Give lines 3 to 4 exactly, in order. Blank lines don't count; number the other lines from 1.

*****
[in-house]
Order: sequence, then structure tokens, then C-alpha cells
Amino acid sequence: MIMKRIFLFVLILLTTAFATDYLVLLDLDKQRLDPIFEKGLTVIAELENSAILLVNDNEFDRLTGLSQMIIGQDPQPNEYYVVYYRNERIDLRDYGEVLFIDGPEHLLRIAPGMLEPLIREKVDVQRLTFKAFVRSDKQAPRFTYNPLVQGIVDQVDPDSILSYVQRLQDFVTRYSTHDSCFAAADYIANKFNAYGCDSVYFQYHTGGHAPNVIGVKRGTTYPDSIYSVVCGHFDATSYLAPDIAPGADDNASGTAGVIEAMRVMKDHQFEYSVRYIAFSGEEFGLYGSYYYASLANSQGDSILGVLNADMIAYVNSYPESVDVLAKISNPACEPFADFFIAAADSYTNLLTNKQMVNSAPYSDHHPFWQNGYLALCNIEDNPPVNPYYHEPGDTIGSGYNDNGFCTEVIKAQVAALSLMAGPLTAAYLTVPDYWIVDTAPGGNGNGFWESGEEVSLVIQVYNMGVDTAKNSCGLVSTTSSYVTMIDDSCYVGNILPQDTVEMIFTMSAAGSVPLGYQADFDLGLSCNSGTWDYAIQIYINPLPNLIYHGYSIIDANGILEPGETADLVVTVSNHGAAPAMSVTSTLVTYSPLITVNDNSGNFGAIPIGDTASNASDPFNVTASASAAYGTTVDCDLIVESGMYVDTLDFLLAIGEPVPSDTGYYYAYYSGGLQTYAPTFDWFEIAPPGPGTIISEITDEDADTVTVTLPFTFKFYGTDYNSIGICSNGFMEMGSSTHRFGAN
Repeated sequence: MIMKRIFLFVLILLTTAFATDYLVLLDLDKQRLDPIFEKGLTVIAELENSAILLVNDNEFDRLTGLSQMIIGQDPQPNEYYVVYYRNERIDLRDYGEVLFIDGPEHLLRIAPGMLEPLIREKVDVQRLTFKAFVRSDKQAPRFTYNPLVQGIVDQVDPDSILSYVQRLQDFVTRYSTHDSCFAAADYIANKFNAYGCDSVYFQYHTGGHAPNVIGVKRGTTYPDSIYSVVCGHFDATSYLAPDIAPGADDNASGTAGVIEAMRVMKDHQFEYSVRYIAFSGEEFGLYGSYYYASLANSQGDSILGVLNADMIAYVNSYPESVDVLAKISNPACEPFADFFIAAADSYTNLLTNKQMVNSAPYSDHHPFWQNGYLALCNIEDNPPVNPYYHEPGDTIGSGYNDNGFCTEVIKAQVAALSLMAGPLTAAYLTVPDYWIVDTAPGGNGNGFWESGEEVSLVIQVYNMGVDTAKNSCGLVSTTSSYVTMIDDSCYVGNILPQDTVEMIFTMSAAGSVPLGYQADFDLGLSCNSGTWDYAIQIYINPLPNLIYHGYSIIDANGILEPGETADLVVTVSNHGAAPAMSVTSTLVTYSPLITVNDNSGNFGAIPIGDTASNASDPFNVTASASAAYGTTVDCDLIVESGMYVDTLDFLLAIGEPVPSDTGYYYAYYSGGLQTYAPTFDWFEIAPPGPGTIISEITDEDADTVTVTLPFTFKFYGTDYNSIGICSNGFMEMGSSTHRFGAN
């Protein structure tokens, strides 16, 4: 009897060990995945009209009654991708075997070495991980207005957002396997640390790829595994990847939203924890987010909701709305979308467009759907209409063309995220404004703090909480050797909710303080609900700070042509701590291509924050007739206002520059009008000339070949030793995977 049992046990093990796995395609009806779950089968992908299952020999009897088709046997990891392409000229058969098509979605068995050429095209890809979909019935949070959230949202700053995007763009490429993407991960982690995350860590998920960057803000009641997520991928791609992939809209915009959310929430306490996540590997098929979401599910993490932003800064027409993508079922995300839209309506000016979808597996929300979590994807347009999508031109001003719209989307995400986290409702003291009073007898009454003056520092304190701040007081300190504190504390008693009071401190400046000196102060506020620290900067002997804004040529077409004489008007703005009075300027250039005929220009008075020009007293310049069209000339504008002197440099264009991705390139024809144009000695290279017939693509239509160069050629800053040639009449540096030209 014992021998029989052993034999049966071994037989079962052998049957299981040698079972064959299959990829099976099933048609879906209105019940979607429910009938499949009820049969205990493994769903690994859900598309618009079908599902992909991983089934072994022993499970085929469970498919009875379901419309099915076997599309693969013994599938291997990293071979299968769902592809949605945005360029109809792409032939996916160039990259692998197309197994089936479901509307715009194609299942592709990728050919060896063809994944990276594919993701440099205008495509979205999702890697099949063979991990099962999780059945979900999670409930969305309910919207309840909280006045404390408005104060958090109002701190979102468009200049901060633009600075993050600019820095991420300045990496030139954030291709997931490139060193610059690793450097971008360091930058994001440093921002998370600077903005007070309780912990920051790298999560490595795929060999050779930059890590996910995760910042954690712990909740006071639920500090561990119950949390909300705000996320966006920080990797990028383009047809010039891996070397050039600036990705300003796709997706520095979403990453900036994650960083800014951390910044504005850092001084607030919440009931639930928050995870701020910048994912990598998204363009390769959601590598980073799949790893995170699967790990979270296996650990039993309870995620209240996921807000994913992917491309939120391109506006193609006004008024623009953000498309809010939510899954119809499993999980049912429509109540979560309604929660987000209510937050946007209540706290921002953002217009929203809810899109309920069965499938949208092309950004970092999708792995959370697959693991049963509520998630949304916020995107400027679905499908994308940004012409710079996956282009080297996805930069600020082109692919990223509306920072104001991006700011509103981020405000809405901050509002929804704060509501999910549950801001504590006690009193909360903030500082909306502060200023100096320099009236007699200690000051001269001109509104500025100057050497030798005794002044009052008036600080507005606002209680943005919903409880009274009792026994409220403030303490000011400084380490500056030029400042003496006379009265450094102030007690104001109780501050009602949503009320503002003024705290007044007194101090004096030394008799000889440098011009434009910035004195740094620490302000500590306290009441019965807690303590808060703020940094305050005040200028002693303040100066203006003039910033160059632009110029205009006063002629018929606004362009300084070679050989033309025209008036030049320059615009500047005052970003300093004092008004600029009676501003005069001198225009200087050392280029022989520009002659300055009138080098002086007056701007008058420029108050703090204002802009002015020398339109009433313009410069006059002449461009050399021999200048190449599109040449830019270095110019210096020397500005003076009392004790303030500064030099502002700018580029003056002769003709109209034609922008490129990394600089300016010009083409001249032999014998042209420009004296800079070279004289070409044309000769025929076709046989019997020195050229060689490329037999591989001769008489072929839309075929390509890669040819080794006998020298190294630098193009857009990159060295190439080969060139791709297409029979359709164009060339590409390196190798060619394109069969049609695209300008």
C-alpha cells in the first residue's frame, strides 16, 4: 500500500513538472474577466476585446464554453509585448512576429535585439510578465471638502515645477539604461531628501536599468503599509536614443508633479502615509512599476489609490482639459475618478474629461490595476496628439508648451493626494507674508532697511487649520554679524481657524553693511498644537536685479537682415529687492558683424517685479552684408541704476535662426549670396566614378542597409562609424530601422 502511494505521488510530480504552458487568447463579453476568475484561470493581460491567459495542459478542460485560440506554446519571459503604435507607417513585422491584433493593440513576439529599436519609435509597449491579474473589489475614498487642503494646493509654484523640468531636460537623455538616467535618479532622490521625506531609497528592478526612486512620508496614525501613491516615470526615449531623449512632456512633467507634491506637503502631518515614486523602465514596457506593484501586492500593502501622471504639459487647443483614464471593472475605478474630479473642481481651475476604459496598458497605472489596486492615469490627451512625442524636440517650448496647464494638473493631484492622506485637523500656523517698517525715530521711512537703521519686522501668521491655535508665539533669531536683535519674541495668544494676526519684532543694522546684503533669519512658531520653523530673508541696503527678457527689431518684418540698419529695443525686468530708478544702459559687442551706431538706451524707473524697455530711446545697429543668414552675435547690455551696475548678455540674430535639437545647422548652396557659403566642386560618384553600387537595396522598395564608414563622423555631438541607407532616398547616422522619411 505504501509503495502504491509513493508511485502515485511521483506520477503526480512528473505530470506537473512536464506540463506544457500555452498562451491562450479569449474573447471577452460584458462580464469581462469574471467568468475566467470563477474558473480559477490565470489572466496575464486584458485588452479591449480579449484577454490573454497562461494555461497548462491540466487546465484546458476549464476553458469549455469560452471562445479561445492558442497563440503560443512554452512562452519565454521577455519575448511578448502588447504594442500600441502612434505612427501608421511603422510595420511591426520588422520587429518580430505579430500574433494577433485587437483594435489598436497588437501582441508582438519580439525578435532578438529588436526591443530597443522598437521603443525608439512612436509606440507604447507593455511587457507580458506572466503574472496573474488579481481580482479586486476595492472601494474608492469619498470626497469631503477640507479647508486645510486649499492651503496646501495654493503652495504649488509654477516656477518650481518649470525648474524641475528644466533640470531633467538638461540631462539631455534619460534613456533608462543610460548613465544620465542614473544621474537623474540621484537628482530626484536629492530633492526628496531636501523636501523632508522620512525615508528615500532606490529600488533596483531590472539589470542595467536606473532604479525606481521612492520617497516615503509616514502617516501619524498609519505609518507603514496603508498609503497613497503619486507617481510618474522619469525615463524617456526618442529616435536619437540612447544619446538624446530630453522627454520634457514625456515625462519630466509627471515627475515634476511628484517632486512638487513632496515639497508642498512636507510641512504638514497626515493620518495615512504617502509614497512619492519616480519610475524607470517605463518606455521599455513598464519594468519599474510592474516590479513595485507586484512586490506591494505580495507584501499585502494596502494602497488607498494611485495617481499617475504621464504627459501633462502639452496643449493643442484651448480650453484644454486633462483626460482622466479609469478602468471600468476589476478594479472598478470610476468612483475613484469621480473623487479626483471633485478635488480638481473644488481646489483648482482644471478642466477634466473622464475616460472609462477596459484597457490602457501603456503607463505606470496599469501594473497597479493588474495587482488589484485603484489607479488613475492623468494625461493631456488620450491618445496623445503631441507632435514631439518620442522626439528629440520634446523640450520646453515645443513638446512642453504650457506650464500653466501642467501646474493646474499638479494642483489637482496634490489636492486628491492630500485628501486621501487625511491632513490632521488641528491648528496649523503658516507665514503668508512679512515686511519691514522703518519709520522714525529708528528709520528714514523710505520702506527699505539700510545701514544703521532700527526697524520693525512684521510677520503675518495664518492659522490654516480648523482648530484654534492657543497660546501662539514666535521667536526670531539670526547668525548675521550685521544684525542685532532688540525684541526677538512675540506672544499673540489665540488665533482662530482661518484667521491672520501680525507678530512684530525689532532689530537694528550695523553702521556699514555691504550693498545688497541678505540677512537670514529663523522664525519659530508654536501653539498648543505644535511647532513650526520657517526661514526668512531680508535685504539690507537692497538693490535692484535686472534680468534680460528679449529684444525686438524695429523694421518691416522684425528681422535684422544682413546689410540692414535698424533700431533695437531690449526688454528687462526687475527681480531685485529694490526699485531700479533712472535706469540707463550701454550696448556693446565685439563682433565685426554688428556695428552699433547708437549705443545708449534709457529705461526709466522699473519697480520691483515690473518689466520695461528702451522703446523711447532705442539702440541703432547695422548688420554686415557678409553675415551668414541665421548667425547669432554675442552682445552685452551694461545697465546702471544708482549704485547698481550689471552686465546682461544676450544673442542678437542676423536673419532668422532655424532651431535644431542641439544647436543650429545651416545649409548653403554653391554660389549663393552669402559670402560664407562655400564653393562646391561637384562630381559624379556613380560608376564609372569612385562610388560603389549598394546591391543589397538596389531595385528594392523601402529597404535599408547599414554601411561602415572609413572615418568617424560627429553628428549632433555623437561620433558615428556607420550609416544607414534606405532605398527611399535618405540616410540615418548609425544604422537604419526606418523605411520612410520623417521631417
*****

Amino acid sequence: MIMKRIFLFVLILLTTAFATDYLVLLDLDKQRLDPIFEKGLTVIAELENSAILLVNDNEFDRLTGLSQMIIGQDPQPNEYYVVYYRNERIDLRDYGEVLFIDGPEHLLRIAPGMLEPLIREKVDVQRLTFKAFVRSDKQAPRFTYNPLVQGIVDQVDPDSILSYVQRLQDFVTRYSTHDSCFAAADYIANKFNAYGCDSVYFQYHTGGHAPNVIGVKRGTTYPDSIYSVVCGHFDATSYLAPDIAPGADDNASGTAGVIEAMRVMKDHQFEYSVRYIAFSGEEFGLYGSYYYASLANSQGDSILGVLNADMIAYVNSYPESVDVLAKISNPACEPFADFFIAAADSYTNLLTNKQMVNSAPYSDHHPFWQNGYLALCNIEDNPPVNPYYHEPGDTIGSGYNDNGFCTEVIKAQVAALSLMAGPLTAAYLTVPDYWIVDTAPGGNGNGFWESGEEVSLVIQVYNMGVDTAKNSCGLVSTTSSYVTMIDDSCYVGNILPQDTVEMIFTMSAAGSVPLGYQADFDLGLSCNSGTWDYAIQIYINPLPNLIYHGYSIIDANGILEPGETADLVVTVSNHGAAPAMSVTSTLVTYSPLITVNDNSGNFGAIPIGDTASNASDPFNVTASASAAYGTTVDCDLIVESGMYVDTLDFLLAIGEPVPSDTGYYYAYYSGGLQTYAPTFDWFEIAPPGPGTIISEITDEDADTVTVTLPFTFKFYGTDYNSIGICSNGFMEMGSSTHRFGAN
Repeated sequence: MIMKRIFLFVLILLTTAFATDYLVLLDLDKQRLDPIFEKGLTVIAELENSAILLVNDNEFDRLTGLSQMIIGQDPQPNEYYVVYYRNERIDLRDYGEVLFIDGPEHLLRIAPGMLEPLIREKVDVQRLTFKAFVRSDKQAPRFTYNPLVQGIVDQVDPDSILSYVQRLQDFVTRYSTHDSCFAAADYIANKFNAYGCDSVYFQYHTGGHAPNVIGVKRGTTYPDSIYSVVCGHFDATSYLAPDIAPGADDNASGTAGVIEAMRVMKDHQFEYSVRYIAFSGEEFGLYGSYYYASLANSQGDSILGVLNADMIAYVNSYPESVDVLAKISNPACEPFADFFIAAADSYTNLLTNKQMVNSAPYSDHHPFWQNGYLALCNIEDNPPVNPYYHEPGDTIGSGYNDNGFCTEVIKAQVAALSLMAGPLTAAYLTVPDYWIVDTAPGGNGNGFWESGEEVSLVIQVYNMGVDTAKNSCGLVSTTSSYVTMIDDSCYVGNILPQDTVEMIFTMSAAGSVPLGYQADFDLGLSCNSGTWDYAIQIYINPLPNLIYHGYSIIDANGILEPGETADLVVTVSNHGAAPAMSVTSTLVTYSPLITVNDNSGNFGAIPIGDTASNASDPFNVTASASAAYGTTVDCDLIVESGMYVDTLDFLLAIGEPVPSDTGYYYAYYSGGLQTYAPTFDWFEIAPPGPGTIISEITDEDADTVTVTLPFTFKFYGTDYNSIGICSNGFMEMGSSTHRFGAN